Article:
Turn away from the water towards the Lake District and you can see how misty it was.
About three miles away from Grange-over-Sands is the tiny village of Cartmel, where our group did a similar walk over a year ago in very different weather. We headed down the hill towards the village. . .
. . . passing the most amazing front yard with its own maze . . .
. . . and Cartmel Priory, built in the 12th century. . .
. . . and L'Enclume, one of the most expensive and acclaimed restaurants in the U.K. . . .
. . . and then through the medieval arch (as you do) . . .
. . . to emerge on the other side of the village and a climb up to How Barrow for more great views of Morecombe Bay. . .
. . . and the railway bridge over the River Leven to the west.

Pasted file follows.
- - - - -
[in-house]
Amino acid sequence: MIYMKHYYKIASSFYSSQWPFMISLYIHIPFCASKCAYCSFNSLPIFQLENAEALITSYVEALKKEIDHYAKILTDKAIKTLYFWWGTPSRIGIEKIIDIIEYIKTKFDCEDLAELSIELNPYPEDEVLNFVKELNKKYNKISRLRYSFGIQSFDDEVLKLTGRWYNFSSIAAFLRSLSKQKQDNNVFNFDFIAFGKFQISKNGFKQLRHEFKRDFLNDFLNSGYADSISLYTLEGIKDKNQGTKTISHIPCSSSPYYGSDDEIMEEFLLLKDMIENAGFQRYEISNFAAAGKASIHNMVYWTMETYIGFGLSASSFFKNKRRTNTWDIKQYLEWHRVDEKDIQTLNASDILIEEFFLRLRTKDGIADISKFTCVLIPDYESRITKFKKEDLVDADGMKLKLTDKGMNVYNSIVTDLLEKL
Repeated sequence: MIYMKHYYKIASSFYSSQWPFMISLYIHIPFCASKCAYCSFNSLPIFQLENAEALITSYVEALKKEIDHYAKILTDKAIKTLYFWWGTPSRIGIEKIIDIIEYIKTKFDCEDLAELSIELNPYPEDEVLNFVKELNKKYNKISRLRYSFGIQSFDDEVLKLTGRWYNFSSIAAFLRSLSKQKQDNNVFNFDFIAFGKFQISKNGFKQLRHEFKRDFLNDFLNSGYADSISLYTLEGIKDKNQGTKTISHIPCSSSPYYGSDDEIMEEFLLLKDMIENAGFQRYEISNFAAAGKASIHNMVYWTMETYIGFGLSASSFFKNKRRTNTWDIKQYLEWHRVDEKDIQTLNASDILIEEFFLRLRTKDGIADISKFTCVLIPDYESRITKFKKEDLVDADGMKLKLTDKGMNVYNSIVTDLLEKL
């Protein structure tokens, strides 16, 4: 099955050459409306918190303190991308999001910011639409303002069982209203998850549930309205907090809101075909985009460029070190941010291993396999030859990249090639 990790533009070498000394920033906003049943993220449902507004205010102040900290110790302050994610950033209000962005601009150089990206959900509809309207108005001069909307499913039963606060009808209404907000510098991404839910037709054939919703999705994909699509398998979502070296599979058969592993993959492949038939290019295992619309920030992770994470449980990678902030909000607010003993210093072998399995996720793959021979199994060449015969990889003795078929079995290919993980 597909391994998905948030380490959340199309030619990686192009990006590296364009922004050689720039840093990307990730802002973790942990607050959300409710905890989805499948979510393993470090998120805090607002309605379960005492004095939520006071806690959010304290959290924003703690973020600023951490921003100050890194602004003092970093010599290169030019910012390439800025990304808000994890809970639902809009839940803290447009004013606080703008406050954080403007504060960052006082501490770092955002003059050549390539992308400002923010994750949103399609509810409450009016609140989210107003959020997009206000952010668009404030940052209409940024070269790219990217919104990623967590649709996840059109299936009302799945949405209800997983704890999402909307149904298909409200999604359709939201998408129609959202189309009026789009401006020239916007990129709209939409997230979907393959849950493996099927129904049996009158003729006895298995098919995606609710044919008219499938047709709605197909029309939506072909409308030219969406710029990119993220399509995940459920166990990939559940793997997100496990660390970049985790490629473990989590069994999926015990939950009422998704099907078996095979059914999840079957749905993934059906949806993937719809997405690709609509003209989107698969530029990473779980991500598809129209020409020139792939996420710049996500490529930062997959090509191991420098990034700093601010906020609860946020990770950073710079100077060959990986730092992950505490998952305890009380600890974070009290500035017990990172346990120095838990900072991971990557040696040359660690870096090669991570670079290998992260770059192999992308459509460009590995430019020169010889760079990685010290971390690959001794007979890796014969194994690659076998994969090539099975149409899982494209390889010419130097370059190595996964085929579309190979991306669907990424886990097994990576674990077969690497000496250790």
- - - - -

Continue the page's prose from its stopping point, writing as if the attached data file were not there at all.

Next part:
. . .and through mysterious woods. I wish my camera was better at picking up subtle colours; this photo looks bleached out, but with the late afternoon sunlight, the wood was full of beautiful shadows.
We then visited one of my favourite places - the summit of Hampsfell where the views are stunning. I love all the patterns created by the tides and sands.
It's a windswept and lonely place but the stark winter trees against the clouds and limestone are endlessly fascinating to me.
This is Hampsfell Hospice built in 1846 to shelter travellers. You can climb its steep stone steps for great 360 degree views.
Or take shelter within and read the witty warnings.
By now the light was waning so it was time to turn our backs to the water and head back to Grange-Over-Sands, enjoying how the sun's dying rays lit up the surrounding hills. . .
. . . and gaze on the higher peaks in the distant, just popping up above the mist.
The final stretch was a lovely wooded path down through Eggerslack Wood. Twelve miles and a proper country tramp to shake off the Christmas sluggishness and get the legs moving again.